Willow Gulch/40-Mile Backpack, Day 1
Sunday, September 29
The easy overnighter backpack we chose goes down a drainage called Willow Gulch and comes back up a different drainage, 40-mile Gulch. A short cross-country walk from 40-mile Gulch completes the loop. Based on my understanding, this loop had a lot to offer: some fantastic classic Escalante terrain, complete with huge alcoves and big walls, a really nice, big arch, and some pleasant and easy canyoneering (a bit of wading, minor and fun obstacles). The overall length of the loop was quite short, and fit well into our schedule. And it promised a lot of solitude, unlike something like Coyote Gulch. That's because it's located way, way down in the lower part of the Escalante River drainage, down past all of the more popular stuff, and that means... yes, it does... it meant a long, long tedious drive down Hole-in-the-rock road. AKA washboard capital of the world. But other than that, it was basically perfect for our needs.
By 1pm we had made it all the way down the Hole-in-the-Rock road to the Willow Gulch trailhead. Incidentally, this was the farthest I've ever been down Hole-in-the-Rock road, farther than my previous record distance of 40-mile ridge (to gain access to the entry points for Coyote Gulch). It felt pretty remote down here - and also a lot warmer than it had been in the cool-ish temps of the upper Escalante.
Pointing out the landmarks
Nearing Willow Gulch Trailhead
Everyone was ready pretty quickly. Before 2pm, we were excitedly gathered at the trail register and ready to tackle the day's adventure. Before us was the classic Escalante trailhead view. Which is to say, not much of a view: a fairly non-descript and fairly flat landscape of orange sand and slickrock, dotted here with various desert plants.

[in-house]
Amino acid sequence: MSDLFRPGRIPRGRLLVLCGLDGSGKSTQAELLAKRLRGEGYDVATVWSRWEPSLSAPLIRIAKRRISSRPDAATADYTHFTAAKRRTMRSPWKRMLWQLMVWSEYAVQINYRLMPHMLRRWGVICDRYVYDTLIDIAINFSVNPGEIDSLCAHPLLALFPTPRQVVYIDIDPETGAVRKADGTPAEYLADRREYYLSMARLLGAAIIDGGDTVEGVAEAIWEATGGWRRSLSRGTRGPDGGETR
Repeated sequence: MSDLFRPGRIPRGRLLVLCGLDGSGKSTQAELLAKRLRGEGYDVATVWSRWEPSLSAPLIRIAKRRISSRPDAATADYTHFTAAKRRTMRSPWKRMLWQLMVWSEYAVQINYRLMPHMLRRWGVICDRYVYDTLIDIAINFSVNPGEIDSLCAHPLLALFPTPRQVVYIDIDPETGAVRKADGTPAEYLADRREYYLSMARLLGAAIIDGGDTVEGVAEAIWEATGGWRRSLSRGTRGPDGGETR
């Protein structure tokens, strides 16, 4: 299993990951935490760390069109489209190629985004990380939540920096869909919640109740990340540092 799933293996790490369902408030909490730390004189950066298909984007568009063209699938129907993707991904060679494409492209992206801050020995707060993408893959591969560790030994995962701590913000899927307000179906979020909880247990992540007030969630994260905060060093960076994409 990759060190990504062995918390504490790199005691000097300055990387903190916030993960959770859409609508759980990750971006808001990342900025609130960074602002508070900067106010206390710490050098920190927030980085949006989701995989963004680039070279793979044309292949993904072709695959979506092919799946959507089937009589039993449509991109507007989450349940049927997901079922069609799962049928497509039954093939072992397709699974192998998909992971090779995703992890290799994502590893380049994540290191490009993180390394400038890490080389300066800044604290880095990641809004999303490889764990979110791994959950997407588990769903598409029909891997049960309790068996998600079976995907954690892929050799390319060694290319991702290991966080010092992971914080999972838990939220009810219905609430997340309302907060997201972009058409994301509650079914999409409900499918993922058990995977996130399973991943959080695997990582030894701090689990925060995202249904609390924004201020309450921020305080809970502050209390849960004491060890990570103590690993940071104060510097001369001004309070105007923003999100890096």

I lead the group down a faint and sandy path beyond the trailhead register. We're headed into a minor tributary of Willow Gulch. The path soon becomes more distinct, as does the deepening tributary. Soon we're headed down into a dry wash with moderate walls on either side. The afternoon is warm and breezy.
Looking up at entrance path
The first forty minutes or so are dry. Mostly we're hiking in the bottom of our side drainage, heading down-canyon towards where it meets up with Willow Gulch.
It's only about thirty of those forty minutes to the meetup with Willow Gulch. We don't immediately start walking down the creek bed, as the canyon is wide here, and there's a large abandoned meander with an excellent footpath that brings us along a dry bench and around a slickrock knob before bringing us down into the actual creek bed (of Willow Gulch). We begin to see the tell-tale signs of water - bushes, reeds, and other river-loving plants, and a few minutes after that, we're splashing through a tiny little flowing creek.
We continue downcanyon. The flow in the creek is minor enough that we can hop over and walk around it (and keep our hiking boots on). The height of the walls increased dramatically here, as Willow Gulch transformed into a typically grand Escalante-style canyon. The breeziness also increased; perhaps the narrowing canyon and deepening walls created some sort of effect that amplified the wind. There were a few places where it was downright blustery.
Broken Bow arch is a major highlight of Willow Gulch, and we soon reach it. It's only maybe... an hour of hiking from the trailhead - not far. Broken Bow arch is a big structure - definitely up there with the other big arches of the Escalante (or of Utah, really). It's also very aesthetically beautiful, with a graceful curve and a commanding position. It ranks up there with the prettiest and grandest of the southwest's arches.
First Glimpse of Broken Bow
Pu and Sophie and BB Arch
Watercourse Below Broken Bow
Overhang below Broken Bow
Overhang below Broken Bow